Professional Development with TAH
A Master’s Degree with MAHG is Worth It!
Ready for some meaningful professional development? Registration for MAHG’s Summer 2022 semester begins on February 1st at 8:00 am Eastern. View our schedules of online and weeklong on-campus courses. Already enrolled at Ashland? Register via Self-Service. Ready to get started on your master’s degree? Apply for admission today. Interested in taking one or more courses on a non-degree basis? Review our upcoming schedules and register today.
Near the end of the second 2021 summer session of MAHG, we asked two teachers new to the summer residential program to tell us what they were experiencing. Each had taught between five and ten years and knew they’d found their life’s profession. Still, two weeks of summer courses at the Master of American History and Government (MAHG) program in Ashland, Ohio seemed a big commitment.
Amy Livingston, now teaching US history to eighth-graders at Sweetwater Junior High School in Tennessee, began teaching in Florida, where she transitioned from a classroom assistant position to teaching 7th grade US civics. Traveling to Ashland meant leaving her three elementary school-aged children for the very first time in their lives.
Tina Boudell teaches 11th grade US history and Advanced Placement US history at Doral Academy, Red Rock in Las Vegas, Nevada. She’d learned about MAHG from the social studies coordinator at Doral Academy, Karlye Mattie, who told Boudell to expect intense, exciting week-long classes. Mattie also gave Boudell a few practical tips, pointing out, for example, that the bed linen packet she’d receive contained only flat sheets. “As I packed a new twin-long fitted sheet into my suitcase, I wondered, ‘Why am I doing this? Why am I leaving my husband for two weeks?’”
By Thursday of the second week, Livingston and Boudell said the demanding program was fully worth the effort and the time away from family.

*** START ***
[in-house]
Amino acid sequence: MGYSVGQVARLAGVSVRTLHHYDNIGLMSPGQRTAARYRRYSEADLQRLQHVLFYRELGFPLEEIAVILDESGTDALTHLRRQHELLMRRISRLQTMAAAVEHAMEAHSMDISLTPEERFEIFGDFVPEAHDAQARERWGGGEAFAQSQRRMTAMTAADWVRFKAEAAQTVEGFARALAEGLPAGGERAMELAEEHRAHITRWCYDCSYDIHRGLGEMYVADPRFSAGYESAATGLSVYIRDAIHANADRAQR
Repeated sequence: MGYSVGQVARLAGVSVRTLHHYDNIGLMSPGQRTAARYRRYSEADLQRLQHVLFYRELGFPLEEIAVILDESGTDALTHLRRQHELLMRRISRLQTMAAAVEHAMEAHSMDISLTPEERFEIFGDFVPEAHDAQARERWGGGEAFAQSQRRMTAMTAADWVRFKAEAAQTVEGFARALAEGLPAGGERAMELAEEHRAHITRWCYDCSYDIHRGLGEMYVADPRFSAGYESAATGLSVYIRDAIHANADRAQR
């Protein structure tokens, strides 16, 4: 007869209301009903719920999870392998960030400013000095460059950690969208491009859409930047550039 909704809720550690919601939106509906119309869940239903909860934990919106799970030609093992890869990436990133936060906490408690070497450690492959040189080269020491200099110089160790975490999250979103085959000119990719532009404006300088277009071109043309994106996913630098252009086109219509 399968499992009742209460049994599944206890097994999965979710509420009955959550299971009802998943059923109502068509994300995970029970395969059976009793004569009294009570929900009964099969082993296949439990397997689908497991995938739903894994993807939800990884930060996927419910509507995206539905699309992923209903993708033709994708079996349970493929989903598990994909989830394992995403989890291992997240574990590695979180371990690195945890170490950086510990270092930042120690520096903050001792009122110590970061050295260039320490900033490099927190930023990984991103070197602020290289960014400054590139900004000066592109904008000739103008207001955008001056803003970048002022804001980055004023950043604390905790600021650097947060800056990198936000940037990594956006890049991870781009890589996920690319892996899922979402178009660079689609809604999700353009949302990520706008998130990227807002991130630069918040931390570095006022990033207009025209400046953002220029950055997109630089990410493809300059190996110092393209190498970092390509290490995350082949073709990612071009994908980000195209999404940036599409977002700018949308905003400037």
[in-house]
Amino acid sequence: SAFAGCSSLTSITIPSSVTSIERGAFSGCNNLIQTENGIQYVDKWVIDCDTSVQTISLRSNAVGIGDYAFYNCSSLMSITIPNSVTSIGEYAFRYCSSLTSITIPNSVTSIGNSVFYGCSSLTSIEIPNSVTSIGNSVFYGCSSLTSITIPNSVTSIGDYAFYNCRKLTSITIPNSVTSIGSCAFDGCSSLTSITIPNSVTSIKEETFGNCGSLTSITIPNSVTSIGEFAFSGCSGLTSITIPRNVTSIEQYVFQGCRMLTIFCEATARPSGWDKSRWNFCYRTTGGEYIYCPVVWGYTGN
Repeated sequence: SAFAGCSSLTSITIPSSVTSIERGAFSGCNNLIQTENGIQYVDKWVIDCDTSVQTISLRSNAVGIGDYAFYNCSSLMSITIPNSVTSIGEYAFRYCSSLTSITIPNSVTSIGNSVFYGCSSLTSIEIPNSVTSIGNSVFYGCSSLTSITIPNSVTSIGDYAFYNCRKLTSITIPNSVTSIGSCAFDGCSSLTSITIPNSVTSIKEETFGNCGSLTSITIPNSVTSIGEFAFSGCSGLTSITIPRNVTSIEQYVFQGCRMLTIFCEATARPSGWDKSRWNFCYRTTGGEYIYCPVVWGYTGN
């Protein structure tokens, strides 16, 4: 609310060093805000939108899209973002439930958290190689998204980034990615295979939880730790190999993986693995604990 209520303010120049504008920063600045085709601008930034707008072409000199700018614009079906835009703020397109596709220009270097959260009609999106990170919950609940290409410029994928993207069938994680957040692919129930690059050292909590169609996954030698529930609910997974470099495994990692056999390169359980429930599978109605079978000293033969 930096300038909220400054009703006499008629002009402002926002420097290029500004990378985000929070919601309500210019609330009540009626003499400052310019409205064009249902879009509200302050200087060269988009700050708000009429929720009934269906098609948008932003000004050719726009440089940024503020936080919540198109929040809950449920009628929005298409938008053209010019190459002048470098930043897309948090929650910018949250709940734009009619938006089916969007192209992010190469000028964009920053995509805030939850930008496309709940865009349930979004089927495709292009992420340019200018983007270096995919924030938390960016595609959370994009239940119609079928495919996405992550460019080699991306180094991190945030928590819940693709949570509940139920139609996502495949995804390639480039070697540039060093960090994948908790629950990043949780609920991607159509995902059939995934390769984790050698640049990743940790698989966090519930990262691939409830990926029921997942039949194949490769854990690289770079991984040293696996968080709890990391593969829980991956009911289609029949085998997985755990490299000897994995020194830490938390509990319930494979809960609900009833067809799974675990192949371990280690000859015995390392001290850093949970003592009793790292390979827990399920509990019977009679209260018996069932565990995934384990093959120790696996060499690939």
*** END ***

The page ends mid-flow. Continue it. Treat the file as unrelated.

Ellen Tucker: Why do you commit to the MAHG program, especially since it requires you to take half of your credits on the campus of Ashland University?
Boudell: Since starting my teaching practice, I’ve wanted to focus on primary source documents. I thought my undergraduate program taught me how to do that. Then I participated in a free TAH Saturday seminar held at my school. I saw that your entire program is primary source and discussion-focused. This program asks me to do what I want my students to be able to do, and I need to set that model for them.
Livingston: This program is just the gold standard. It helps me be the best teacher I can be. I even see that the way I teach is changing.
I’m more confident in my content area. I also look at things differently. In my Founding class, one of the essay topics was, “How does the Declaration of Independence lead to the Civil War?” My first thought was “Wait, what?”
I’m learning the story of us—the whole history comes to mean something. I want to get that across to my students. Many enter my class thinking history is just names, dates, people, and places—isolated events that have no meaning. But what happened in 1776 affected 1860 and the election of Abraham Lincoln. Getting students to draw those connections, seeing that it all does matter, has been really cool.
Tucker: Tina, have you watched students making new connections?
Boudell: I’ve experienced it. In the Founding class I’m taking this week, we read Federalist 51, in which Madison says men are not angels, and so “ambition must be made to counteract ambition.” I realized, “Yes, this is how our system of checks and balances works!” When students apply this idea to the current presidency, seeing how executive power is checked in our constitutional system, it becomes personal to them. They take ownership of their learning.
Tucker: How do primary documents help students practice critical thinking?
Livingston: After students compare the arguments in two documents, they can come up with their own arguments.
Boudell: They learn not to rely on someone else’s explanation. Textbooks tell a secondhand story. If you want an overview of what happened, read a secondhand source. But if you want to know what Hamilton actually meant, you need to read his own words. I always tell my students, “You don’t want someone else telling your story for you. You want to be the author of your story. So, let’s see what the earlier Americans we’re studying actually said.”
Asking students to analyze the documents is crucial. My job is not to teach them what to think; my job is to teach them how to think. I appreciate that the professors here do the same thing. Of course, it’s intimidating at first when they ask, “What are your opinions?” I always feel, “no, that’s not my place!” But it’s really encouraging that we are not being indoctrinated in one historical view. We think critically for ourselves, and that is reflected in our teaching.